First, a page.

All of the changes are in real time for members of that board. Not all users need the privilege to view all the boards either, so each department could get their own board only they can see while you and the council members can look through all of them.

Whenever a card moves from one list to another, gets a comment added, has an item checked off it creates a ‘Notification’ for all members of that board. Notifications stay in sync across all of your devices and you can opt to receive them inside the web app, through desktop browser notifications, email or even as a mobile alert on your phone.

Trello offers ‘Power-Ups’ as well, these are various additional features to make life a little easier. There are three Power-Ups that come with the free version of Trello:

  • Calendar: If you utilities due-dates on your cards, this Power-Up can organize them into a weekly or monthly view of what’s soon to be due.
  • Card Aging: What happens if a task gets stuck in a certain list? With card aging the card will visibly start to distort and look older if it hasn’t been moved in 1, 2 or 4 weeks.
  • Voting: All team members you give access to can vote on cards. You could put two similar cards in a list, then ask the team to vote on their favorite. Ice cream or pizza party for a kick butt fiscal quarter?

As we had hinted above, Trello does have a free version and everything mentioned above is included. You get unlimited boards, lists, cards, attachments and members with every version and the free one comes with limited integrations with Box, Google Drive and Dropbox. Keep in mind each file attachment is limited to 10mb on free, so if you do audio or video editing that might be limiting.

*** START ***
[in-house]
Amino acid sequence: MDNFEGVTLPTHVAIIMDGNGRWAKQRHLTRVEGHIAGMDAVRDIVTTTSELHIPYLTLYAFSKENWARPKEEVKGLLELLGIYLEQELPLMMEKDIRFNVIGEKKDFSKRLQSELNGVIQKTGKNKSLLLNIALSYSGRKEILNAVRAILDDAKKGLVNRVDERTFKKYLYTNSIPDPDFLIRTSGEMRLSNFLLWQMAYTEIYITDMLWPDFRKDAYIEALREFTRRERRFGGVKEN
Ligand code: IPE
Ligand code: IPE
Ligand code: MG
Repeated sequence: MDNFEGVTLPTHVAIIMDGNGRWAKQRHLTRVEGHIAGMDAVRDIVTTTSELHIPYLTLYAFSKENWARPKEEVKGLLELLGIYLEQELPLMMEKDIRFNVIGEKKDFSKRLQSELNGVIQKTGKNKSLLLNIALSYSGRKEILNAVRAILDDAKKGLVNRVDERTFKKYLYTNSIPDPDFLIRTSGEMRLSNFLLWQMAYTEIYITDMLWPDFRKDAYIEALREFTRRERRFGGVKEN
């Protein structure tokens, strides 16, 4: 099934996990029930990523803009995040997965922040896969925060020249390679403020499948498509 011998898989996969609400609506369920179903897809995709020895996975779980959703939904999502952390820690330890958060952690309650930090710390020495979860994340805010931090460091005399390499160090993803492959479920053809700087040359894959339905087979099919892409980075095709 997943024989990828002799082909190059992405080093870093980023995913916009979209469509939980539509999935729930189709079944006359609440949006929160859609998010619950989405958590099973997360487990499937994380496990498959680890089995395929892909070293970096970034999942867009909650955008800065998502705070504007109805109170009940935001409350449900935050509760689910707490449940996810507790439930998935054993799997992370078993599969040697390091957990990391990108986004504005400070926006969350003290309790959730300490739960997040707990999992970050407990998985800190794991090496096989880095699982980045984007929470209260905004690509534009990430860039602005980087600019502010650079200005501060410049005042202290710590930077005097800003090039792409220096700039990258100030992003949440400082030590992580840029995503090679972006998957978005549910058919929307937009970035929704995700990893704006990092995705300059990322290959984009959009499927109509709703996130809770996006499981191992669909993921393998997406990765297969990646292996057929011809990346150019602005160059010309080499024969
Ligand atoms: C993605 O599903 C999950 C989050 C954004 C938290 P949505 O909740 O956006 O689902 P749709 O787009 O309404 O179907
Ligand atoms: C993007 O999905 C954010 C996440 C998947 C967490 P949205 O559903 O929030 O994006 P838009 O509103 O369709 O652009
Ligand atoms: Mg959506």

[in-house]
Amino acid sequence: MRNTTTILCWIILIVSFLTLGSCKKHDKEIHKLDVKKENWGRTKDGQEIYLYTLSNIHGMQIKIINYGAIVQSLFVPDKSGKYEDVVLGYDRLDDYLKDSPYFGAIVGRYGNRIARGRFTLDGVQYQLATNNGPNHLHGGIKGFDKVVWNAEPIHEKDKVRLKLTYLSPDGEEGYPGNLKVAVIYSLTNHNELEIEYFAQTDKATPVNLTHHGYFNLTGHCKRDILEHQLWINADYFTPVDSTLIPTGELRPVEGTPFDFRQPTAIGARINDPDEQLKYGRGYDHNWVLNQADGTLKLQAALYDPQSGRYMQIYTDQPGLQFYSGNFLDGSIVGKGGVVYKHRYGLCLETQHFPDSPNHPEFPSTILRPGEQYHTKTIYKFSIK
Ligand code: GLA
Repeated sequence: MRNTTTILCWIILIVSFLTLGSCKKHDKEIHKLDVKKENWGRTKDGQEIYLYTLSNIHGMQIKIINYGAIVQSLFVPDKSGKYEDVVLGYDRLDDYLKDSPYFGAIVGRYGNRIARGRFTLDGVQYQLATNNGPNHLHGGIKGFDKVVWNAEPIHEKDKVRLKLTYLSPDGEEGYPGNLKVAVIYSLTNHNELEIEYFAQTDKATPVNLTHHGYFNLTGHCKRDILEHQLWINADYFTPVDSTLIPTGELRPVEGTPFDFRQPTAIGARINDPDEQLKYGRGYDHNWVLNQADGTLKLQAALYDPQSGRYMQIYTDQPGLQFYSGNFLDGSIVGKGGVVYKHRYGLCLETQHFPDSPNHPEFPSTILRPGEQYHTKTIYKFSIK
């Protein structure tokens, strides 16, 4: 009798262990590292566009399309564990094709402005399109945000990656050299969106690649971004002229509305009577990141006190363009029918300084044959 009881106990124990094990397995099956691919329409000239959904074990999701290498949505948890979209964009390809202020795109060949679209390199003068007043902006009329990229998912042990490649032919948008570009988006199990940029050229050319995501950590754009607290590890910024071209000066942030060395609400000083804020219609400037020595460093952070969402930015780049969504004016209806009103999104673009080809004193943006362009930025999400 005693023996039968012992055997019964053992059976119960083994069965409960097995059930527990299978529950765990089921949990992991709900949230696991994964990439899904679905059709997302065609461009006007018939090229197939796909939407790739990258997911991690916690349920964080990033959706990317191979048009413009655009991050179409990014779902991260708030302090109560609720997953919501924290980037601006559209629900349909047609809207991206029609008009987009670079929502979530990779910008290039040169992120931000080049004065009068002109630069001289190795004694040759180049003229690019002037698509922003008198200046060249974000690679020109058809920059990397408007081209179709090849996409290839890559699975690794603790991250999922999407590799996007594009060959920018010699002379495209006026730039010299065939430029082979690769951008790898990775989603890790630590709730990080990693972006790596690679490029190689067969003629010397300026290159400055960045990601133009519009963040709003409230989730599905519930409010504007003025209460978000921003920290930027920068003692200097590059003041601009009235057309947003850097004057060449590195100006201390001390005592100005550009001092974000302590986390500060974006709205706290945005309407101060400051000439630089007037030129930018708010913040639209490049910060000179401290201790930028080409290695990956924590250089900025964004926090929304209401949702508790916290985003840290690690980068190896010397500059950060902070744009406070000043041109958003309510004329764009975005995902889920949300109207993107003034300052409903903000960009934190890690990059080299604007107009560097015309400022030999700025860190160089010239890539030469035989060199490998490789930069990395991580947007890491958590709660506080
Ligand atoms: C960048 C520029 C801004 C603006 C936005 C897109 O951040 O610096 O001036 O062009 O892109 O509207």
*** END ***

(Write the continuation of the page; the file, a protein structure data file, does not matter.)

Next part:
One step up is Trello’s ‘Business Class,’ and it charges $9.99 per user per month. You get everything offered for the free version and it ups the attachment file limit to 250mb. Business class offers a whole plethora of power-ups including much more detailed cloud management suites, Google Hangouts, SalesForce, MailChimp and much more. They also throw in quite a few security and privacy controls including one-click access removal of former members, control who can create private and public boards and restricted membership invitations.

Finally Trello offers ‘Enterprise’ mostly focused on large companies for $20.83 per user per month. It comes with all of the Free and Business features but also tacks on 2-factor login, a dedicated account executive to help train and onboard and file encryption.

Trello really stands out from the pack with its ease of use and approachability. It’s designed to bring out creativity and encourage members to interact with each other as much as possible. For that reason, it’s a great choice for small to medium sized businesses who are more tightly knit than huge corporations.
 For complete rankings of all project management software, go here.

via http://authority.org/project-management-software/trello/

Like what you read? Give Wayne Simpson a round of applause.

From a quick cheer to a standing ovation, clap to show how much you enjoyed this story.